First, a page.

There are several ways to buy and learn with Udacity. For their Nanodegree programs, you can either pay as you go (monthly access) or pay upfront for multi-month access. Like Udemy, Udacity also boasts over 200 free courses.
As a market leader in talent transformation, Udacity has created content with Amazon, BMW, Microsoft, and GitHub – to name a few. Through these partnerships, Udacity helps to create job-ready talent for an ever-evolving digi-tech career market.
For more detailed information, visit our Udacity review.
Summary: Though their average course rating is the same, Udemy boasts more registered users and a wider range of course categories. That being said, Udacity is arguably a more in-depth platform considering it specializes in a range of digi-tech skills and career resources. Both also offer hundreds of free courses.
Udemy vs Udacity Courses
This side-by-side comparison of Udemy vs Udacity courses sums up what each platform has to offer:
|# of courses||204,000 courses in 12 categories||300+ courses in 9 categories|
Finance & accounting
IT & software
Photography & video
Health & fitness
Teaching & academics
Programming & development
|# of free courses||500+||200+|
Now, let’s take a deeper look.
Udemy offers over 204,000 courses across 12 main categories.
Their classes are generally in a pre-recorded format, and can range from one to 20 hours in length. Each course is broken down into bite-sized sections and is led by an instructor who practises the discipline.
These classes are on-demand and consist of your instructor taking you through a mixture of theory and practical skills in your chosen subject. Each course also has additional resources available, such as downloadable texts and articles.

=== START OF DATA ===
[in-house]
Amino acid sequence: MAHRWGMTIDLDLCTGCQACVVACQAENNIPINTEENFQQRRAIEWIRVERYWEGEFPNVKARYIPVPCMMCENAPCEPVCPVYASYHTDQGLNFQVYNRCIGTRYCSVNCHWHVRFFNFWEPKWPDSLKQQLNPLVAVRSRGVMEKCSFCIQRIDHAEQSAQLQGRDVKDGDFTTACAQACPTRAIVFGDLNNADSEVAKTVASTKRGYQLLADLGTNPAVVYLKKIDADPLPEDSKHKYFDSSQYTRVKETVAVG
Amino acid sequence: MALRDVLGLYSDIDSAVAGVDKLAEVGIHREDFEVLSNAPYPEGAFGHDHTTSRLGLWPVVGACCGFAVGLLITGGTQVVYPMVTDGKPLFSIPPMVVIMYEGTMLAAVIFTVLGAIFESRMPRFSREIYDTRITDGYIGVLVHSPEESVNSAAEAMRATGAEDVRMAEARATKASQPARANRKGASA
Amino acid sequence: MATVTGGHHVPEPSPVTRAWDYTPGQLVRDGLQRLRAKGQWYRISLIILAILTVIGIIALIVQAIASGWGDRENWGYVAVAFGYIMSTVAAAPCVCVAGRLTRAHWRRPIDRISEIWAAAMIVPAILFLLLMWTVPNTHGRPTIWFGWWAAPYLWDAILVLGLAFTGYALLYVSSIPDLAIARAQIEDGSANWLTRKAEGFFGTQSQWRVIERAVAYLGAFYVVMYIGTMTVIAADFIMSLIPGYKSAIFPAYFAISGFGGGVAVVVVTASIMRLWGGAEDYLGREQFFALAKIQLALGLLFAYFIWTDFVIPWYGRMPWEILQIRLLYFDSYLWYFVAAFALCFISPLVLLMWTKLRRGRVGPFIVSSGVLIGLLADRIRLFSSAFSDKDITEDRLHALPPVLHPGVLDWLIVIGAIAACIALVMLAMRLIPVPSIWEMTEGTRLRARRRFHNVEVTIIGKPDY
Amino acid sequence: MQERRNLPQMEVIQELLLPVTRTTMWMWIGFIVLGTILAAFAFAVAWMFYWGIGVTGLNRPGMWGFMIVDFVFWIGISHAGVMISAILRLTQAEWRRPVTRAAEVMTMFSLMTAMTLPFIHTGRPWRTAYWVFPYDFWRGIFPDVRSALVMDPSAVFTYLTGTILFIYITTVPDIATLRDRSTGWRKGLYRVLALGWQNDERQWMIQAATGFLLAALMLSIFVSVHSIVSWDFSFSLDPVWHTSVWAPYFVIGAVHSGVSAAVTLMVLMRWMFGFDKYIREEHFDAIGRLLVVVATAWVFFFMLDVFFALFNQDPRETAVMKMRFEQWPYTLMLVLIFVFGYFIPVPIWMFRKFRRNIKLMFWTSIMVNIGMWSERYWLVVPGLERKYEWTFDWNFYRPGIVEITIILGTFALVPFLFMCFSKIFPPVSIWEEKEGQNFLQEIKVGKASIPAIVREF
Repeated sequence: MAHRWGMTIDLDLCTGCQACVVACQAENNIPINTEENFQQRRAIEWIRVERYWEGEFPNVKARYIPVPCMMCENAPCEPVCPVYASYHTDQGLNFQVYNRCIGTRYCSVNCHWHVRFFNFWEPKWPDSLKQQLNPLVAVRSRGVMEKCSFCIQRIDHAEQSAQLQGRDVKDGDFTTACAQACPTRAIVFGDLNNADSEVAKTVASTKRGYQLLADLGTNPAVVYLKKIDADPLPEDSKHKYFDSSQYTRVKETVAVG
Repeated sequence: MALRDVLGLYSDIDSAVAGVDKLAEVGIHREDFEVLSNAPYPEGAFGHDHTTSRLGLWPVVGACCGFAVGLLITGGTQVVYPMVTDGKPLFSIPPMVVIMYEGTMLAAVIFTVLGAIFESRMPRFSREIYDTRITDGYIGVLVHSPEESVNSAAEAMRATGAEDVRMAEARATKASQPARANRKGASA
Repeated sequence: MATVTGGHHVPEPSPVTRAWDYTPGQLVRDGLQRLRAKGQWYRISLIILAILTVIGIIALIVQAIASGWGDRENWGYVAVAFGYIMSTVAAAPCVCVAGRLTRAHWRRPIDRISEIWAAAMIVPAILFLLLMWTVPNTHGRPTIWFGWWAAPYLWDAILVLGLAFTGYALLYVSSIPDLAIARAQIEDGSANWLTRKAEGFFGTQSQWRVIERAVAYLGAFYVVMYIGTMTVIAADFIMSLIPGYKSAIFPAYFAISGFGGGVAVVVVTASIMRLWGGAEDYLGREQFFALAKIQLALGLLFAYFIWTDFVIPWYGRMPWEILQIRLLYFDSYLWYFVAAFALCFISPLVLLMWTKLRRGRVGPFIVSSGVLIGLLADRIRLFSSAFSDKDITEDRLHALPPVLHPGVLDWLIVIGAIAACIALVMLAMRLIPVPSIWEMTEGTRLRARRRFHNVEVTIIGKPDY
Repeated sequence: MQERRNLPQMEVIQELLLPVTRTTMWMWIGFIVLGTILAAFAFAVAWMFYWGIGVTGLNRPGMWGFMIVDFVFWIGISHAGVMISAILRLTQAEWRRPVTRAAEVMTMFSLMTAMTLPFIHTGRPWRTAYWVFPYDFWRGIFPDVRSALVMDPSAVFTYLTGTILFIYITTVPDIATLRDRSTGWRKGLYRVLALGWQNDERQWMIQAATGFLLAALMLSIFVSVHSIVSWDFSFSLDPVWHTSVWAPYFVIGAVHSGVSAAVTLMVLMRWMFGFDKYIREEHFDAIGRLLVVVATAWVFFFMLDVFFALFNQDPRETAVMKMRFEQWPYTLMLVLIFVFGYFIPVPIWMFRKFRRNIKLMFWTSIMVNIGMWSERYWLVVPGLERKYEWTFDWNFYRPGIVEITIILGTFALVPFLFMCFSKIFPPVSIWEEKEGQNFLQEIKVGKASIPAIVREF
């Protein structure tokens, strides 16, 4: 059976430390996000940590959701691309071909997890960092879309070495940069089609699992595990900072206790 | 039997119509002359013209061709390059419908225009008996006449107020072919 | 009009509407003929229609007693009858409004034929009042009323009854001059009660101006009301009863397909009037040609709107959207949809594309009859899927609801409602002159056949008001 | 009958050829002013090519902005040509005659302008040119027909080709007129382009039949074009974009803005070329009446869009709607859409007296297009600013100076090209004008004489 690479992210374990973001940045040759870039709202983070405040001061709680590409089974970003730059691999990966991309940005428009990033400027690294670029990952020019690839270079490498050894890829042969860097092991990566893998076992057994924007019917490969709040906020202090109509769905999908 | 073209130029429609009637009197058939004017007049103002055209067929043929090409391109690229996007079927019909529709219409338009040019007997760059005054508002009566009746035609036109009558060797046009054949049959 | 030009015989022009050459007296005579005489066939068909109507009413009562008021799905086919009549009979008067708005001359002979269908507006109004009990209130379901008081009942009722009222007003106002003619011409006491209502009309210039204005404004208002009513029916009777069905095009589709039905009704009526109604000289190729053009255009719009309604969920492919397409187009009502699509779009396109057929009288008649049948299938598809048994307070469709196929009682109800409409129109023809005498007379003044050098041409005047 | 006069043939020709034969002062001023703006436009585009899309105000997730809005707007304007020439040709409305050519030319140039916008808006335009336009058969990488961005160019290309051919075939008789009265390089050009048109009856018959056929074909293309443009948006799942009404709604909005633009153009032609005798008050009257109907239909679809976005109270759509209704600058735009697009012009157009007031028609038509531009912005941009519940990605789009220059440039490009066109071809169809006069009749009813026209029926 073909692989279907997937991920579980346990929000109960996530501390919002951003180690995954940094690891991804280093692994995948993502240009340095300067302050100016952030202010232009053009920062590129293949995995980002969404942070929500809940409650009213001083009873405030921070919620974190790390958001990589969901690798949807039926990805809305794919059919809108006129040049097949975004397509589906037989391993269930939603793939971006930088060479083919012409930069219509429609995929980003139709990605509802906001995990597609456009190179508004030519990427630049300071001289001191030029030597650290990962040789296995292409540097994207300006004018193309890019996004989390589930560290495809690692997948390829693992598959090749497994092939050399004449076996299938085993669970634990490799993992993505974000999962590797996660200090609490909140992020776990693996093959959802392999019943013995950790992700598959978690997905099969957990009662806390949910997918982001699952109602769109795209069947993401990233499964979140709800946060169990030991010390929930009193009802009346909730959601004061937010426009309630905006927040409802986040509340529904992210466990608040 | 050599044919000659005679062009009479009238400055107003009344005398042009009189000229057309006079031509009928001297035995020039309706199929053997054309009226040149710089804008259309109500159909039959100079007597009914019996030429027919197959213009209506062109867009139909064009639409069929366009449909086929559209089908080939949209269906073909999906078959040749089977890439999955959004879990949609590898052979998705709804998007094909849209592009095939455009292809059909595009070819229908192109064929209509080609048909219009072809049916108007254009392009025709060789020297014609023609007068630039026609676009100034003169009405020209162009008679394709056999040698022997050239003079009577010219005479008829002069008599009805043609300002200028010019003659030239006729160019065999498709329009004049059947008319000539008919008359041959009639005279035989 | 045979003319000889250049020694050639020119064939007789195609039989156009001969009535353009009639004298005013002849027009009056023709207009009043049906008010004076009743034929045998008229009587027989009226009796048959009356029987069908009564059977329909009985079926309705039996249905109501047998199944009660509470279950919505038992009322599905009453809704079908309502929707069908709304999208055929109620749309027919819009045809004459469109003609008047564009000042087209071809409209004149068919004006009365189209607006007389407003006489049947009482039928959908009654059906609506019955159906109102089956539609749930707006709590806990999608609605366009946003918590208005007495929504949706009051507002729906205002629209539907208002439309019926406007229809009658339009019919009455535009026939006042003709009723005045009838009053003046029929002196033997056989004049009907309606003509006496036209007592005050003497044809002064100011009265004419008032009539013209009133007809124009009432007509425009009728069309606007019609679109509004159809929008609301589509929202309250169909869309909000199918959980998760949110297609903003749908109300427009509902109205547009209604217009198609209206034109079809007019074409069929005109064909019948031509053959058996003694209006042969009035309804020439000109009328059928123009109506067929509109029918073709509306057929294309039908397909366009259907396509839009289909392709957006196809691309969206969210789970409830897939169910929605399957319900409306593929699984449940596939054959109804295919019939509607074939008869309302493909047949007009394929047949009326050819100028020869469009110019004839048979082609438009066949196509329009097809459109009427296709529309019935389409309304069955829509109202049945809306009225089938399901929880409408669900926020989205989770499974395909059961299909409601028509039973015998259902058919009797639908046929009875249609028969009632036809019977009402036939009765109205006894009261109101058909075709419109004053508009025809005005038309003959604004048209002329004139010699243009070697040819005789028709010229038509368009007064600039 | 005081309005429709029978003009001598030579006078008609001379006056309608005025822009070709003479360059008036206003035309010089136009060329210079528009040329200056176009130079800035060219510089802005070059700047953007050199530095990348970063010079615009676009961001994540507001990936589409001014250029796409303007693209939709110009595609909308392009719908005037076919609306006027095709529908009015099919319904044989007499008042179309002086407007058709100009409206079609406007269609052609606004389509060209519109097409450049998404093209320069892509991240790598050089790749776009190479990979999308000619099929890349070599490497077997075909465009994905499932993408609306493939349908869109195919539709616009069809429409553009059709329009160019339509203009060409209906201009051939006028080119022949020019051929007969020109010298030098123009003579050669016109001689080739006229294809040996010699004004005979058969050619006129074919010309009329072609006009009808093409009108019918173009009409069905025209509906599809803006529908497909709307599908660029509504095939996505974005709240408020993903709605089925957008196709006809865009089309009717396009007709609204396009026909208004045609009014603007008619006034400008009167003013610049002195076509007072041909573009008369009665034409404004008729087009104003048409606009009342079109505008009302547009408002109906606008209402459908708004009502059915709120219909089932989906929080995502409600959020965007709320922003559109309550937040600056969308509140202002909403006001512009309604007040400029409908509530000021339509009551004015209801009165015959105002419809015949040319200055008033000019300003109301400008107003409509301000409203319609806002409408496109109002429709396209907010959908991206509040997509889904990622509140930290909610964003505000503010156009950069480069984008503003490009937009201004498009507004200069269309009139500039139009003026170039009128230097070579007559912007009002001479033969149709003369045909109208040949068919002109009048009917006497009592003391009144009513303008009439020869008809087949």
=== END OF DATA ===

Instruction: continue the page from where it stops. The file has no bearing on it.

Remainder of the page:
You can browse Udemy’s course catalog by:
- Recommended topics
- Search bar
To access course categories, hover your cursor over the “Categories” drop-down menu on the homepage. Clicking on any available category will show you all courses available in that subject area.
Once you have started engaging with Udemy, it will begin to recommend suggested courses to your homepage.
Finally, if you’re looking for something more specific, enter keywords into the search bar and click enter.
Best Udemy Courses
Because Udemy has such a wide range of courses, narrowing these down into the top classes is a difficult task.
And, of course, what’s best for you depends on your own interests and what kind of teaching best suits you.
To give you the broadest possible overview, I’ve grouped together some of Udemy’s best courses from each category below. You can also see our article: Best Courses on Udemy for more.
- Development: 2020 Complete Python Development Programme: From Zero to Hero in Python Start from the basics and grow your professional Python knowledge
- Business: Agile Crash Course: Agile Project Management, Agile Delivery Learn about the key concepts of Agile Project Management
- Finance & Accounting: The Complete Financial Analyst and Training Course Learn to perform financial statement analysis, master Microsoft packages, and build a company’s Balance sheet from scratch
- IT & Software: IT Troubleshooting Skills Training Minimize problem duration, standardize troubleshooting, and practice efficient problem solving
- Office Productivity: Microsoft Excel – Excel from Beginners to Advanced Learn the most common Excel functions, use PivotTables, and unlock the platform’s potential (#1 in our Best Excel Courses list)
- Product Development: Become a Super Learner 2 Master the skills of the world’s fastest readers to learn knowledge both easily and quickly (#2 in our Best Speed Reading Courses list)
- Design: The Ultimate Drawing Course: Beginner to Advanced Draw faces and figures from your head, master realistic light and shadow, and understand art fundamentals
- Marketing: The Complete Digital Marketing Course Grow an online business from scratch, make money as an affiliate marketer, and get hired as a digital marketing expert
- Health & Fitness: Cognitive Behavioral Therapy (CBT) Practitioner Certificate Learn to understand and apply cognitive psychology to everyday life and challenges
- Music: Pianoforall: An Incredible New Way to Learn Piano and Keyboard Learn piano in weeks from basics to advanced, and play by ear (also featured in our Best Online Piano Classes review)